As I’ve mentioned before, Town Hall Poets have been sent copies of three new pamphlets from Candlestick Press in return for some honest feedback. Josephine Corcoran has written about the three new titles The Twelve Poems of Christmas, Ten Poems about Friendship and The Wood in Winter at her blog, and you can read Ginny Saunders’ reviews here.
Below, Town Hall poet John Powell shares some of the thoughts going through his head as he read The Twelve Poems of Christmas (Volume Eight – Selected and Introduced by Carol Ann Duffy):
Great introduction making it clear this is not going to be a sugar-coated Xmas bore but real poetry for a real world!! So I am going to read it after all.
And I really enjoyed most of it. Good to have Keats, Smith and Graves – I loved the latter taking on the “fantasy” of “Christmas trees”, “coloured candles” and “grandchildren” directly with “the murderous robin”. Also Roberts’ play on all newborns being gods (well at least firstborns in my experience as a grandparent) and new parents’ worries about being able to manage. And I thought a good mix of old and new with The Party Bazaar reminding me of the Chapel bazaars I was corralled into helping with in draughty Sunday School rooms (unfortunately not followed by the pub) in the sixties and the ultra-modern Black Friday madness. And more doubts about what the future might hold in Icefield and Music From Home. I thought it very fitting to have The Twelve Days of Christmas in the middle.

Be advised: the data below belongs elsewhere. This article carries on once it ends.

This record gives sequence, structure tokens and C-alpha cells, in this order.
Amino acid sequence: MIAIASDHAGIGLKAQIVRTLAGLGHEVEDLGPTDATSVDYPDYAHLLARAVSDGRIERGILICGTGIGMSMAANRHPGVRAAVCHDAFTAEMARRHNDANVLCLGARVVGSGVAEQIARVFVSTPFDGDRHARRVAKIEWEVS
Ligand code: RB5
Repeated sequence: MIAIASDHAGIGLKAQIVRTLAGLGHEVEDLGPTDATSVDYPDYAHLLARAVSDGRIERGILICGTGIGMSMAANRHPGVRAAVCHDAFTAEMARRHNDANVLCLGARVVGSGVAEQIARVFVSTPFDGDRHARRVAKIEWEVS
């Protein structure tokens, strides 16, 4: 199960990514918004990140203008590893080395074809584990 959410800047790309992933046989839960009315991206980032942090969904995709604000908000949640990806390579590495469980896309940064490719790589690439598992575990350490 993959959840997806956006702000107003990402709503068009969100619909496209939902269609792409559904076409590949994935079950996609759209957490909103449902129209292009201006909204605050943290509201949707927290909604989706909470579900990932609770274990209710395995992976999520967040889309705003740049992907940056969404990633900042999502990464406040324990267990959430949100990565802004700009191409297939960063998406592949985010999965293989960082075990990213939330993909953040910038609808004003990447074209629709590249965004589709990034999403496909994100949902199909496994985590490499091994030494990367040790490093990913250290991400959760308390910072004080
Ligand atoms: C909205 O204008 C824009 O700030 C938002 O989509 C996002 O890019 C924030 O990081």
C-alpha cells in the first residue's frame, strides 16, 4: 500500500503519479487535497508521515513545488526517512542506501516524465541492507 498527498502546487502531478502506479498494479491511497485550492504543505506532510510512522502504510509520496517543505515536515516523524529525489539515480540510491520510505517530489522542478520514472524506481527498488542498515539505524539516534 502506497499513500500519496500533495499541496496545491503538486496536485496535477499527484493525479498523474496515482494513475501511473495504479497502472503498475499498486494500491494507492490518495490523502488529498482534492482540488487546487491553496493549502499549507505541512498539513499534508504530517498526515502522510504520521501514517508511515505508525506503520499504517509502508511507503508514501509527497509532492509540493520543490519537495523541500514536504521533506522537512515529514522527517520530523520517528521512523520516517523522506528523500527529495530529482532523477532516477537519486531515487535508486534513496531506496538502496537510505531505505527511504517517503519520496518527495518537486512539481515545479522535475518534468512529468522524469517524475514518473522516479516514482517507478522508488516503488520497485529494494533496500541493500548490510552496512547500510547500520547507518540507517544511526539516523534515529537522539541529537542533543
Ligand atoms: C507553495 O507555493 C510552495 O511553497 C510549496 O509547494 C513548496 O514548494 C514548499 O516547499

The one poem I thought misplaced was New Year Party. I assume this is to be read as a rollicking lyric looking forward to a bright new year, but in our current circumstances, given the outcome of at least two significant plebiscites this year, “vote”, “renege on its mandate”, “manifesto”, “recession will give way to steady growth” (if only) , “inauguration” (aaaaagh) etc, etc just filled me with terror. The collection does need a second up-tempo piece to go with the How I’ll Decorate My Tree[ (and that is good fun), but not one using political imagery that is so, so fraught currently. I was unsure about the funny spelling in Apostle – for me it interfered with what I found otherwise to be a beautifully fluent poem.
I don’t know about readership. Usually I wouldn’t touch anything specifically Xmas with a barge pole, but the Introduction did it!
We’ll need as much as possible on themes of “Commonweal”, inclusiveness and looking after each other if poetry is to play a vital role in re-imagining and then re-presenting our society as essentially co-operative in order to contest the current orthodoxy that we should all be in competition with each other and that the poor and other “outsiders” are to blame for all the woes imposed on us by various governments at the behest of the plutocracy.
More reactions from other Town Hall Poets coming soon!